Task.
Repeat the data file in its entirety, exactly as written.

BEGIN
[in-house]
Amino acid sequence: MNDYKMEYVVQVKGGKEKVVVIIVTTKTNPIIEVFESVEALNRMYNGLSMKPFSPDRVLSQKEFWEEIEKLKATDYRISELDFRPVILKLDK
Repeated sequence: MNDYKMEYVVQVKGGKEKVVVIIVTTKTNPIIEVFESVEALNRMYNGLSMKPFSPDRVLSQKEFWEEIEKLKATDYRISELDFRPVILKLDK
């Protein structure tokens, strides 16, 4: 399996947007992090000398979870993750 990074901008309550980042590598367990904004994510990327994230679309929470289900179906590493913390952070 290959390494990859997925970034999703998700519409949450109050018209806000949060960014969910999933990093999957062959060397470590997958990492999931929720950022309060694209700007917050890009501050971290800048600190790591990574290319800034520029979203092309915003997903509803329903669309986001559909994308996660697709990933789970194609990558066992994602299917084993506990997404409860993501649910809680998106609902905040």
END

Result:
[in-house]
Amino acid sequence: MNDYKMEYVVQVKGGKEKVVVIIVTTKTNPIIEVFESVEALNRMYNGLSMKPFSPDRVLSQKEFWEEIEKLKATDYRISELDFRPVILKLDK
Repeated sequence: MNDYKMEYVVQVKGGKEKVVVIIVTTKTNPIIEVFESVEALNRMYNGLSMKPFSPDRVLSQKEFWEEIEKLKATDYRISELDFRPVILKLDK
């Protein structure tokens, strides 16, 4: 399996947007992090000398979870993750 990074901008309550980042590598367990904004994510990327994230679309929470289900179906590493913390952070 290959390494990859997925970034999703998700519409949450109050018209806000949060960014969910999933990093999957062959060397470590997958990492999931929720950022309060694209700007917050890009501050971290800048600190790591990574290319800034520029979203092309915003997903509803329903669309986001559909994308996660697709990933789970194609990558066992994602299917084993506990997404409860993501649910809680998106609902905040």